Just last year, House Speaker John Boehner (R-Ohio) made a public commitment on immigration reform. The Republican leader vowed to the nation that his Republican-led House “is going to do its own job in developing an immigration bill.” He added, “It is time for Congress to act. But I believe the House has its job to do, and we will do our job.”
Boehner, we now know, broke his word. He made a commitment and then failed to follow through. The Speaker, whose word wasn’t exactly golden before, failed not only to hold a vote on the popular, bipartisan immigration bill, he also failed to keep his promise about offering an alternative.
And so, President Obama began plans to act on his own through executive action, taking advantage of the executive branch’s powers under prosecutorial discretion. As of yesterday, Obama said he intends to move forward with his plans – though if Congress gets its act together and passes worthwhile legislation, the White House’s executive actions would disappear.
Today, Boehner offered a curious response.
House Speaker John Boehner on Thursday warned that the president will “poison the well” for the new Congress if he takes executive action to address the deportation of undocumented immigrants.“I’ve made clear to the president that if he acts unilaterally on his own outside of his authority, he will poison the well and there will be no chance for immigration reform moving in this Congress,” Boehner told reporters at his first news conference after big GOP gains in Tuesday’s midterm elections.“When you play with matches, you take the risk of burning yourself. And he’s going to burn himself if he continues to go down this path,” he said.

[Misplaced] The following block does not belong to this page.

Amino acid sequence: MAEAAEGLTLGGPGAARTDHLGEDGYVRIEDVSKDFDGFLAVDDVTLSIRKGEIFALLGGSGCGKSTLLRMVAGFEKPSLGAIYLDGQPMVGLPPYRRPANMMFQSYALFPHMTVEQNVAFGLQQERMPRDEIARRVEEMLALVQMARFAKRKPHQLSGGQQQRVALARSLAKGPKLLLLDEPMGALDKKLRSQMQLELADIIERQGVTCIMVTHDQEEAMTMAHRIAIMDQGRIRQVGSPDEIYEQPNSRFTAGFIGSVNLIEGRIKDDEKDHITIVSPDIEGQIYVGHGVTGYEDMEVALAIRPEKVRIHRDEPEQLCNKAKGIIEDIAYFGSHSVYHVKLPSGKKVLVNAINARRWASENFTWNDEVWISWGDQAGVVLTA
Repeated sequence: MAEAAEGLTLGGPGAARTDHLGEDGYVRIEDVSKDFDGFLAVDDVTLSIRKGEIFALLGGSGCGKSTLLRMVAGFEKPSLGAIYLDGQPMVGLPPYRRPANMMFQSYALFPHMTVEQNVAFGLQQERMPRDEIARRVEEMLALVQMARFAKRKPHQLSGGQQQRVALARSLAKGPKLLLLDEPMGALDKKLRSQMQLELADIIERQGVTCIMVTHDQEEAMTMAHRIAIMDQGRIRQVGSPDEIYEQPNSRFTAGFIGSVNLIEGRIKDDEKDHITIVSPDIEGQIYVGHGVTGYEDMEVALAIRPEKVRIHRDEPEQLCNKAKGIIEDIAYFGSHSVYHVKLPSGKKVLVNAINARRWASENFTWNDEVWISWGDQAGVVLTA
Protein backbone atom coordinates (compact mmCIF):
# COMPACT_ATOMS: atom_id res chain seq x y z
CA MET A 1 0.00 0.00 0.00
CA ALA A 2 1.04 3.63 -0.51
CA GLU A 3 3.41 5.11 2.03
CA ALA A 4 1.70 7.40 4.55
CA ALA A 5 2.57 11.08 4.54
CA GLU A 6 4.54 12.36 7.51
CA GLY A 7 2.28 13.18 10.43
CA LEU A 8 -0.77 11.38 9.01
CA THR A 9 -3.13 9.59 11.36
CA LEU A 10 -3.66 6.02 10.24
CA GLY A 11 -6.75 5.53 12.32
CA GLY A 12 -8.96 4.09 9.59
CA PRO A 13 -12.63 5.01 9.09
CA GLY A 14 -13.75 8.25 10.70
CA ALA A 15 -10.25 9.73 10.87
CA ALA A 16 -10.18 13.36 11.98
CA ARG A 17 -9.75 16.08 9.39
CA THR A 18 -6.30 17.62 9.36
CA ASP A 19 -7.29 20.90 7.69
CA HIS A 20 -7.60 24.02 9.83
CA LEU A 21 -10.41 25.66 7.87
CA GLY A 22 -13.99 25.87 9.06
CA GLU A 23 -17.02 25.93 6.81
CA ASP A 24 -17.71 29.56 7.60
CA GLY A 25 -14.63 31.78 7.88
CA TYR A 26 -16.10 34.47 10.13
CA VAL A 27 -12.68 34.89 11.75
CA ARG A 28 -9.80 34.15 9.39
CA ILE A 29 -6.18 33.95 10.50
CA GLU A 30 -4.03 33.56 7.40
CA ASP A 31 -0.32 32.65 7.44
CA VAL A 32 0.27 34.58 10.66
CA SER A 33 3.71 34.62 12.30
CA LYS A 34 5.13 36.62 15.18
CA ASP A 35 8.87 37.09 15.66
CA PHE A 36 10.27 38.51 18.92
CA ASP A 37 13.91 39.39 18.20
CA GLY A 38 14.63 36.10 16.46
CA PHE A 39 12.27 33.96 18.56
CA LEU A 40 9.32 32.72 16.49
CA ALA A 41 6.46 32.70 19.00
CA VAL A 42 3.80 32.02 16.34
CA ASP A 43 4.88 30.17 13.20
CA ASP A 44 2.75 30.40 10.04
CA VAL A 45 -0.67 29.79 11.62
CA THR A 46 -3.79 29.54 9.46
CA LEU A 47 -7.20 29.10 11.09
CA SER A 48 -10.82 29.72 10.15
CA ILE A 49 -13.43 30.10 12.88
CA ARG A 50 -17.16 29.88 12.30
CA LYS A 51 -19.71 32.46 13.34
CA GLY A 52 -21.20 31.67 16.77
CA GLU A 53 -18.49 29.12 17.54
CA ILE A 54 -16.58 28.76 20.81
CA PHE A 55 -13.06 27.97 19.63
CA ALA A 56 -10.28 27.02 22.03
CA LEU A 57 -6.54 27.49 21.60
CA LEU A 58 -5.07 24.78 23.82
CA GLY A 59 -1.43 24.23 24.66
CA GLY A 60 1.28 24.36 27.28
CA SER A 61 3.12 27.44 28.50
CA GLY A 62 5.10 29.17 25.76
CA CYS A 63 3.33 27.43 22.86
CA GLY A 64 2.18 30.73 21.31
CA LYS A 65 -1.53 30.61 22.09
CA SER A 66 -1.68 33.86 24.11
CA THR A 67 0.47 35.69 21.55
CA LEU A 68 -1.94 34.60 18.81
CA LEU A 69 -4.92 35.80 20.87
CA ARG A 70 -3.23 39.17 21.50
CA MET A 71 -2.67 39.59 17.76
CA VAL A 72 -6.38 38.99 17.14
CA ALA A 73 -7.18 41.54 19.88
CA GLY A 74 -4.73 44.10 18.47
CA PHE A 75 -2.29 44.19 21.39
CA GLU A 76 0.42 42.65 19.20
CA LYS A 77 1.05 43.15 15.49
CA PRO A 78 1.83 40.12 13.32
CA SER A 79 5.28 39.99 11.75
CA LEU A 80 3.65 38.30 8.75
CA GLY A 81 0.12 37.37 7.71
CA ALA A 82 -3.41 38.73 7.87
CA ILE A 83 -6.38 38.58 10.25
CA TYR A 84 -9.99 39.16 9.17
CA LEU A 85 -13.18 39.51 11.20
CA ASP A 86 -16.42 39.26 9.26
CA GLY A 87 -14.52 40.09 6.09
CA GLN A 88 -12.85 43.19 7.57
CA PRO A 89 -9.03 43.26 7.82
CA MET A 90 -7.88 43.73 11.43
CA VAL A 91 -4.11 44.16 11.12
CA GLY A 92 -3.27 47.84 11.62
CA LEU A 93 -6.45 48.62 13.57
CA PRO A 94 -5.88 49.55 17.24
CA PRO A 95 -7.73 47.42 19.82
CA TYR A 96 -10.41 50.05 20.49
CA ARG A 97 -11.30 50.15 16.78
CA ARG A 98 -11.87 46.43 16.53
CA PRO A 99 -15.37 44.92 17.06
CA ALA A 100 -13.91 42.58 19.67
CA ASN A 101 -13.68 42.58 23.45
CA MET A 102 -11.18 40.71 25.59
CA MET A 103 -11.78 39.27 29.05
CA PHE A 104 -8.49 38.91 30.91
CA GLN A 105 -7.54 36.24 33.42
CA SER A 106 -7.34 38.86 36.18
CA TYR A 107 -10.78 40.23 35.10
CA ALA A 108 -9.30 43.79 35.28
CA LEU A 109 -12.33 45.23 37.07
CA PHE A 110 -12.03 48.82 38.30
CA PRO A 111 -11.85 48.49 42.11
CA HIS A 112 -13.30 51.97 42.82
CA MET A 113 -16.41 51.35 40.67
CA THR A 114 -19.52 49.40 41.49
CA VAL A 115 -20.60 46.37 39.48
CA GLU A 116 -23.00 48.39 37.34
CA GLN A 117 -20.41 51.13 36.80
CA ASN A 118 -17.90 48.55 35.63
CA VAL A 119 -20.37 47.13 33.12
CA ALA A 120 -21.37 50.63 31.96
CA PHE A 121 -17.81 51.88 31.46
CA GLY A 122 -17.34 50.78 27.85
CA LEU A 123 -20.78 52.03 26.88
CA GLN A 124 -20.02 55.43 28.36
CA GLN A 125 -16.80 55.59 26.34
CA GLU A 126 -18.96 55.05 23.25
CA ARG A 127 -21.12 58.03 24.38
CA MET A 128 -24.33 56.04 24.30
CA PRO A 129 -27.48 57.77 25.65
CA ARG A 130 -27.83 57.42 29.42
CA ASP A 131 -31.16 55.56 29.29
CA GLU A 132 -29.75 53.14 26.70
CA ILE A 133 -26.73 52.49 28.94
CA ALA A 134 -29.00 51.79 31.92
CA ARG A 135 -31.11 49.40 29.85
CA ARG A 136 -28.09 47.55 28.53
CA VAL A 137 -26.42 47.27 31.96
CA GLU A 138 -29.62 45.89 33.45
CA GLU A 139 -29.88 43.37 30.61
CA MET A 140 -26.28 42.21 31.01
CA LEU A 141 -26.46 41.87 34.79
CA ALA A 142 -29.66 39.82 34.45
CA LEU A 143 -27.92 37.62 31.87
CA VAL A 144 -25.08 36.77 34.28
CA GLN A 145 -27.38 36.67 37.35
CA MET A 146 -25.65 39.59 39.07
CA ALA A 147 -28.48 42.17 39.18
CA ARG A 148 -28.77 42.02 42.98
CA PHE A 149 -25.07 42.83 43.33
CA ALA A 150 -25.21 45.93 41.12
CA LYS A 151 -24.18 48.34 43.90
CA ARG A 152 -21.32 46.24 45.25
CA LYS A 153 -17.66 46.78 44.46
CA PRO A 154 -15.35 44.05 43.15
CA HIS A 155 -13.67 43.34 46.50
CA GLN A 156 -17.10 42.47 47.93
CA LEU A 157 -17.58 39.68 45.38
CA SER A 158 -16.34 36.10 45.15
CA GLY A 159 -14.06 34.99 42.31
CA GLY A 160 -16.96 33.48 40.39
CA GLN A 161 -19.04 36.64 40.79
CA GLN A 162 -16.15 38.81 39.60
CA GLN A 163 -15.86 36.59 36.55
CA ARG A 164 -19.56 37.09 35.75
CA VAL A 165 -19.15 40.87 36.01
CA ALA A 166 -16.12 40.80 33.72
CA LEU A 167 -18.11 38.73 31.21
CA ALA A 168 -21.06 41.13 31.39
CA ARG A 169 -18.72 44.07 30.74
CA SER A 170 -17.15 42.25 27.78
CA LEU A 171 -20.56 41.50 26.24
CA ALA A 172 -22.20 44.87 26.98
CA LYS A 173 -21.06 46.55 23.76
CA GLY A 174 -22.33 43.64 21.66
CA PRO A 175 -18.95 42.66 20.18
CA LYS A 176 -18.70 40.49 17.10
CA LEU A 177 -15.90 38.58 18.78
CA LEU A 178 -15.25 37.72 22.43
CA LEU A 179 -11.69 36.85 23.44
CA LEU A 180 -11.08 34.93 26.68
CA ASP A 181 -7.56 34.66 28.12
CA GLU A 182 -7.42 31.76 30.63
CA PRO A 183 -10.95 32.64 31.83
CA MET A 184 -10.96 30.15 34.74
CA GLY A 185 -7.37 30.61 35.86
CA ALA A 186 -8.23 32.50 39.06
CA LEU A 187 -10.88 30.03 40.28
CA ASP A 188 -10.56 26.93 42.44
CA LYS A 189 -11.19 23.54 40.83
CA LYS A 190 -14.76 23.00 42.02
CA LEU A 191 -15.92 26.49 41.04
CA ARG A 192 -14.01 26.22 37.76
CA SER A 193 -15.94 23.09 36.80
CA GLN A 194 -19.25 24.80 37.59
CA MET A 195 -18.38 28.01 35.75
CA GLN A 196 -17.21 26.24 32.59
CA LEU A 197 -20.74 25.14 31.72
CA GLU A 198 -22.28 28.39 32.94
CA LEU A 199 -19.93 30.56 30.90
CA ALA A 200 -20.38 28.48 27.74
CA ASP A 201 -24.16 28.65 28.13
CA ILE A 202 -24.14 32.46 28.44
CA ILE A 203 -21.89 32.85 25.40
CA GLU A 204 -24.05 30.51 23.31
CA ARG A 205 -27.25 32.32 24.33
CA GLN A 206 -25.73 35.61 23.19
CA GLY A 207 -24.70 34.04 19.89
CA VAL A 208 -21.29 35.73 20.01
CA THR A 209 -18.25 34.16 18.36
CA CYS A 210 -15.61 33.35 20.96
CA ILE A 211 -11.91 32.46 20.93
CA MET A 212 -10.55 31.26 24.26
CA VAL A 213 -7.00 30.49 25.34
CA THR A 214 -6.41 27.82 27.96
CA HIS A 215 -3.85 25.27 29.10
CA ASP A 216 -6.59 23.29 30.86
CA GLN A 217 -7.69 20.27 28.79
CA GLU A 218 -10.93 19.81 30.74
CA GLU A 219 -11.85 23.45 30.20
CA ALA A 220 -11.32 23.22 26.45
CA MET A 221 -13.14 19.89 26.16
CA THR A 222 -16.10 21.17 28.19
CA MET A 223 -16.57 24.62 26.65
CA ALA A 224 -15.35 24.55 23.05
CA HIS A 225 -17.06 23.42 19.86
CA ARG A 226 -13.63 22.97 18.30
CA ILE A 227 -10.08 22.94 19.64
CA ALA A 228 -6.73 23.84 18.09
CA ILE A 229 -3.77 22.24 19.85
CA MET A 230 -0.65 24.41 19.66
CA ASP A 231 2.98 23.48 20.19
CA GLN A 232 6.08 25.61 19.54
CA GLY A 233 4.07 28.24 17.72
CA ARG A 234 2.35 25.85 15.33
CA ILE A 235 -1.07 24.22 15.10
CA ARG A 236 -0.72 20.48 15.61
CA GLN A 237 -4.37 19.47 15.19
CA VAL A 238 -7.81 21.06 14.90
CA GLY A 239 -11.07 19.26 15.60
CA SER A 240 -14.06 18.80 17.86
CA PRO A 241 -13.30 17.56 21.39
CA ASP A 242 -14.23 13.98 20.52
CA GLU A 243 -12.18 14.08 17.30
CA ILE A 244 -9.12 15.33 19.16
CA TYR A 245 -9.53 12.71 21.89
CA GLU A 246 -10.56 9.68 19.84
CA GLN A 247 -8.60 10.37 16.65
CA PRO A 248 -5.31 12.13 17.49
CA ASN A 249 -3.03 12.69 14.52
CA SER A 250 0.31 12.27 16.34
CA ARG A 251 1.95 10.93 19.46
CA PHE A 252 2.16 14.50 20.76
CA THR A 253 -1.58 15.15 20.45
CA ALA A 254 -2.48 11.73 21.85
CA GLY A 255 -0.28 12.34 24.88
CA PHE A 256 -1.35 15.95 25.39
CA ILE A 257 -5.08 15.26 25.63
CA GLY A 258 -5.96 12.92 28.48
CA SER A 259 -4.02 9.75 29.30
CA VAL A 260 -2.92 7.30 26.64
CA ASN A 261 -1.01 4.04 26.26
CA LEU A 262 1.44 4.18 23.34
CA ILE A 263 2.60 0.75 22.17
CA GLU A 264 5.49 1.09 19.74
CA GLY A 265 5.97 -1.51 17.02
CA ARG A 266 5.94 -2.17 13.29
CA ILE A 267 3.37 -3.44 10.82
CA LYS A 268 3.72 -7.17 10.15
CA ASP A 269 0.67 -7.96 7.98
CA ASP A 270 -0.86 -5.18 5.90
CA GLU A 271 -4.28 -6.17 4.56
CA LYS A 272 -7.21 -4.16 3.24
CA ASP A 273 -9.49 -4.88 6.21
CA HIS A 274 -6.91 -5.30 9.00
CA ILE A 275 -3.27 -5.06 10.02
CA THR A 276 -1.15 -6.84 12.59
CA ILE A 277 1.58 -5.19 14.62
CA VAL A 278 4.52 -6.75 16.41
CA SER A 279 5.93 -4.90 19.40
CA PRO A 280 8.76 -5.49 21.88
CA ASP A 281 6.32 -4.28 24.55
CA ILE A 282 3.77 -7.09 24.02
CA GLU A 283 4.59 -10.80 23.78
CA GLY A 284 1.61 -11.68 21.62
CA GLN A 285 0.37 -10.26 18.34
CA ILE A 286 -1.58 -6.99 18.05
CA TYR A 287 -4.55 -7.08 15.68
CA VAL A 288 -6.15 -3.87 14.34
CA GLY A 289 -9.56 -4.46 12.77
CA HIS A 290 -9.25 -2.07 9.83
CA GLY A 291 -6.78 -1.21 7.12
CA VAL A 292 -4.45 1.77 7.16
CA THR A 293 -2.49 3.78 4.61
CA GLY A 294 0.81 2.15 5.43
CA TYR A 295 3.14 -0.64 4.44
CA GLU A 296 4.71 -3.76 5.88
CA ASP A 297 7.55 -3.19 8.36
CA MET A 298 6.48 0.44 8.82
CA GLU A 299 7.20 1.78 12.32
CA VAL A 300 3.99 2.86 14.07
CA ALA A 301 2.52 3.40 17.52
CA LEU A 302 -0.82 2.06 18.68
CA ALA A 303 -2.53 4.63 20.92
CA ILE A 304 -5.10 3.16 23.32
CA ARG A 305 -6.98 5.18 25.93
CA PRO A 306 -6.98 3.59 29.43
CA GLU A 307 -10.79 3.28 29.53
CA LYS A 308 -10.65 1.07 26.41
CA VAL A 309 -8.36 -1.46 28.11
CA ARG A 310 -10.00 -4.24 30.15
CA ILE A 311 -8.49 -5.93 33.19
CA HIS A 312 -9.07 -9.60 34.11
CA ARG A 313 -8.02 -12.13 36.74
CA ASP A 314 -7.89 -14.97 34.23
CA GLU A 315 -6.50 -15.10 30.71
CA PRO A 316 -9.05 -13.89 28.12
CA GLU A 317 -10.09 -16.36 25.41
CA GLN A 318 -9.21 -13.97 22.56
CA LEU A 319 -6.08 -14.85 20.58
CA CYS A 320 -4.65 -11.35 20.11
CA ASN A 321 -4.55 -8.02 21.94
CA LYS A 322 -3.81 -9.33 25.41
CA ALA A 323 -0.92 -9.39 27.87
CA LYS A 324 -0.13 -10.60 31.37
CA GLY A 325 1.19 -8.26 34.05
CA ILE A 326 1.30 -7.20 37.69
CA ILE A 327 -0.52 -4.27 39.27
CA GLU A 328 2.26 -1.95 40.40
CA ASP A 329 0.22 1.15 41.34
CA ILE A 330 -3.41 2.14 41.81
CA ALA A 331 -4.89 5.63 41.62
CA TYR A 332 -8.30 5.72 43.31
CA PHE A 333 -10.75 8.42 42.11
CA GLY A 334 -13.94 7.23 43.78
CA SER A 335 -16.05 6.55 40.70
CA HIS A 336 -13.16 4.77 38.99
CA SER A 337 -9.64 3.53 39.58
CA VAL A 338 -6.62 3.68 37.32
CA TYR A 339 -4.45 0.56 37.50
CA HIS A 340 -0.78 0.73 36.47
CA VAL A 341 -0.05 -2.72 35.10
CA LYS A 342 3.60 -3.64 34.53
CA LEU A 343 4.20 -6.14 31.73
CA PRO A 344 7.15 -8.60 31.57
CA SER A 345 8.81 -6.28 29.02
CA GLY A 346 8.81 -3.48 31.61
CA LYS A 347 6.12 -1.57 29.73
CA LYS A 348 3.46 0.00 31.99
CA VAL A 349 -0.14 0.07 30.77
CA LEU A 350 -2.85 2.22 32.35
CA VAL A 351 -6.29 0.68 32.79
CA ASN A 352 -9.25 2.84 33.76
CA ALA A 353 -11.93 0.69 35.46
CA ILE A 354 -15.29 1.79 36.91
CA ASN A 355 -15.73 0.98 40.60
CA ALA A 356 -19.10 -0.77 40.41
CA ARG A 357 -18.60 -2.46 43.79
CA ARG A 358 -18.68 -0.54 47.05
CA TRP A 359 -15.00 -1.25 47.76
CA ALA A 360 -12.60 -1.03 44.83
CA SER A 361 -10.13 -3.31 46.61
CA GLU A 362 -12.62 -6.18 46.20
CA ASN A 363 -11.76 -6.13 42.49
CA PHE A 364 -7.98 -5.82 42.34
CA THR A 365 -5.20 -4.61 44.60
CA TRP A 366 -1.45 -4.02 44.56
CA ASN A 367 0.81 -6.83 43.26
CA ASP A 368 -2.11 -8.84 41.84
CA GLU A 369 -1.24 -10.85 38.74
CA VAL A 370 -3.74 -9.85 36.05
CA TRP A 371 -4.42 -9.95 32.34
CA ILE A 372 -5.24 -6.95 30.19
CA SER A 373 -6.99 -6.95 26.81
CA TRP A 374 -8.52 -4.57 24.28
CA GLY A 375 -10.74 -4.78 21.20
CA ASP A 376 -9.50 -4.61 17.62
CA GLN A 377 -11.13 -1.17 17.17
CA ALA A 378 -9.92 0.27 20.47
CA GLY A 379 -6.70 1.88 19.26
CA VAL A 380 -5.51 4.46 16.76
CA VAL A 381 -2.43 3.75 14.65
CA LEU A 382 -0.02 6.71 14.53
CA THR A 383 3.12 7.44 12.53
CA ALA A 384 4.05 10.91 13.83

It’s times like these that I really wish Speaker Boehner was better at policymaking.
This isn’t complicated. Here’s the mind-numbing state of the debate on immigration policy:
1. Congress won’t do anything on immigration.
2. Unless the president works on the issue;
3. At which point Congress won’t do anything on immigration.
The “poison the well” comment is especially strange coming from someone in Boehner’s position. If the president uses his power to address a problem that Congress refuses to act, it will hurt lawmakers’ feelings? So they’ll continue to refuse to act?
C’mon. Let’s try to be grown-ups for a while.
Wait, it gets worse. If Boehner were to say, “Mr. President, hold off on executive action and I promise to pass an immigration reform bill,” it would be hard to take seriously. After all, the Speaker already gave his word once, and failed to keep his commitment. Once a leader breaks a promise, future promises are suspect.
But he’s not even saying this. Rather, Boehner’s newest line is that Obama should do nothing in response to Congress doing nothing, and then maybe, if lawmakers’ feelings aren’t hurt, perhaps they’ll think about working on a bill that Republicans consider acceptable.
This is a bad joke. Anyone taking the Speaker’s posturing seriously today is fooling themselves.